Alongside Ferrari’s big power unit reliability problems, one other major talking point from the Azerbaijan Grand Prix weekend at the Baku City Circuit was the increasing annoyance about the physical impact and risks of the ongoing bouncing. This issue was even discussed in the Formula 1 drivers’ briefing, with several drivers asking for the matter to be evaluated in order for a solution to be found.
Grand Prix Drivers’ Association (GPDA) director George Russell is understood to have directly asked the FIA to look into the matter, as he is now feels there is a growing concern regarding the safety consequences which come from being excessively shaken around at high speeds, as was the case in Baku:
“Well I think it’s just a matter of time before we see a major incident,” eplained the Mercedes driver – “A lot of us kind of can barely keep the car in a straight line over these bumps.”
George Russell’s concerns are shared by several other F1 drivers, but at the same time, not all teams agree with the idea of changing the rules or doing anything drastic needs in the short term, particularly because this is not even an issue all teams have been facing in the last few races.
It has emerged that in 2021, when talks were held regarding the ongoing progress of the new generation of Formula 1 challengers, the risk of porpoising was pointed out and there were some suggestions about possible solutions to reduce the bouncing. It seems that as it became clear how low teams were going to have to run the new cars, the the idea of bringing something to remove the risk of porpoising.
However, the idea, which would have involved a series of technical measures to basically impose a minimum ride height and therefore force teams to lift cars clear from the ground and avoid porpoising, was not accepeted by teams and was binned immediately.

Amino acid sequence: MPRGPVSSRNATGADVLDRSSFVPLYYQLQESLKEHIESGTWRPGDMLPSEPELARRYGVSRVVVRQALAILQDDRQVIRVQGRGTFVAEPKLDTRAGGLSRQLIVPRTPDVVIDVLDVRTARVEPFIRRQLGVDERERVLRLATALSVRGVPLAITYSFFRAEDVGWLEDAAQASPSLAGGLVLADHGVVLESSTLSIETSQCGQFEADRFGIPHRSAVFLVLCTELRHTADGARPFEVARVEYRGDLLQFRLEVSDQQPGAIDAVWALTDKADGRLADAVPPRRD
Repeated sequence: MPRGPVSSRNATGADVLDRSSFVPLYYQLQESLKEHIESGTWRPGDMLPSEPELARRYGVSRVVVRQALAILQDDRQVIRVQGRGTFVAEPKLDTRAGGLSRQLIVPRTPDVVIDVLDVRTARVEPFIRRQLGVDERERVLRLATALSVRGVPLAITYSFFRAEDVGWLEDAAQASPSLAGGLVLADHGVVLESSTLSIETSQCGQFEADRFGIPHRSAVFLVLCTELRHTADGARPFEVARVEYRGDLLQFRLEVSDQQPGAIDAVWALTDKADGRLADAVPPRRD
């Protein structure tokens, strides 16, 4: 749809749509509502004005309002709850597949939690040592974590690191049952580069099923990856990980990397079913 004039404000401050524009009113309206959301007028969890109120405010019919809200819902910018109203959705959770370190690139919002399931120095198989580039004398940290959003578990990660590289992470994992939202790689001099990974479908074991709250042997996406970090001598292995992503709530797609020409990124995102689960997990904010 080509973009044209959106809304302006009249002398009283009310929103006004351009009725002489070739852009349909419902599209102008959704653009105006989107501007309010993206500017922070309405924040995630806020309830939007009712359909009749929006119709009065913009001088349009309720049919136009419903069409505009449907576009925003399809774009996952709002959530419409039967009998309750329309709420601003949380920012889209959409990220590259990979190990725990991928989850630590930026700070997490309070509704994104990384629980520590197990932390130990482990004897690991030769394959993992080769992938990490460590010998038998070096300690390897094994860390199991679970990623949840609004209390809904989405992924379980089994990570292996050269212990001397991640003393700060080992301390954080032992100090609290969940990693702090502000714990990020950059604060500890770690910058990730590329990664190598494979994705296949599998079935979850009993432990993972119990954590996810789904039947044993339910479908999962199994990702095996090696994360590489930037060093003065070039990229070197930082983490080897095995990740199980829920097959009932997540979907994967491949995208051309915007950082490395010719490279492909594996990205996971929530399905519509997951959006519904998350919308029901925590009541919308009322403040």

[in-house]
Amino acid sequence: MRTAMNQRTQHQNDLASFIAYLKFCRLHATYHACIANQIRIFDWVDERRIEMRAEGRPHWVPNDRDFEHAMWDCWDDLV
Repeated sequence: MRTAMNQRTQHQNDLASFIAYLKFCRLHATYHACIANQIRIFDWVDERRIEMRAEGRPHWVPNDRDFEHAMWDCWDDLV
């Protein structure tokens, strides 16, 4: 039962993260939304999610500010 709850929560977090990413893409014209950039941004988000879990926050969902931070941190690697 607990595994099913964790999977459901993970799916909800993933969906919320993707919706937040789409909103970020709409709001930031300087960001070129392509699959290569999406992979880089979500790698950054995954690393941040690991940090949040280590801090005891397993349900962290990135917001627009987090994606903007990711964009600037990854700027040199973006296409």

But while teams did not want such a limitation at that time, the increasing concerns of drivers may lead to more discussions regarding how bouncing can be reduced, with involvement also from the FIA.
Mercedes boss Toto Wolff felt that the current situation was not straightforward – and pointed out that the first step would be to evaluate and identify the causes why some cars were suffering worse than others: “I think we’ve seen cars that don’t have the issue and then others who have it have it worse, clearly. I can talk for our two drivers: they are having issues and it goes to a point that even a physio can’t fix it sometimes. So, we need to see how that develops. And understand also why it’s much tougher in some cars than in others.”
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While there are legitimate concerns regarding the impact of bouncing, other also pointed out that Mercedes are playing “the usual political game” by asking for rule changes to end the phenomenon of so-called porpoising in Formula 1’s new ground effect era, mostly because their car would benefit the most from any rule changes, given the performance seens in this first part of the championship: “”He sees the camera, and then starts walking away with his hand on his back,” said well-known Dutch commentator Olav Mol on Ziggo Sport about Lewis Hamilton – “He wanted everything to see that because they want the FIA to change something, because they say it is too dangerous. That’s what they are trying to achieve.”
Scuderia Ferrari boss Mattia Binotto did not agree with Mercedes and does not feel that the current cars are in fact the most difficult to drive, while admitting that more time was needed to understand how things stand and if any action is necessary:
“If we judge the Formula 1, I don’t think they are the least comfortable cars to drive, in terms of formula motorsport. I think that it’s a challenge for the drivers, no doubt. But still, I think those cars are quite comfortable to drive. It’s a challenge, a technical challenge, I think we look at ourselves, we made already some progress, and I think in the future, we can do more progress. So, certainly too early to judge.” – Scuderia Ferrari Team Principal Mattia Binotto concluded.
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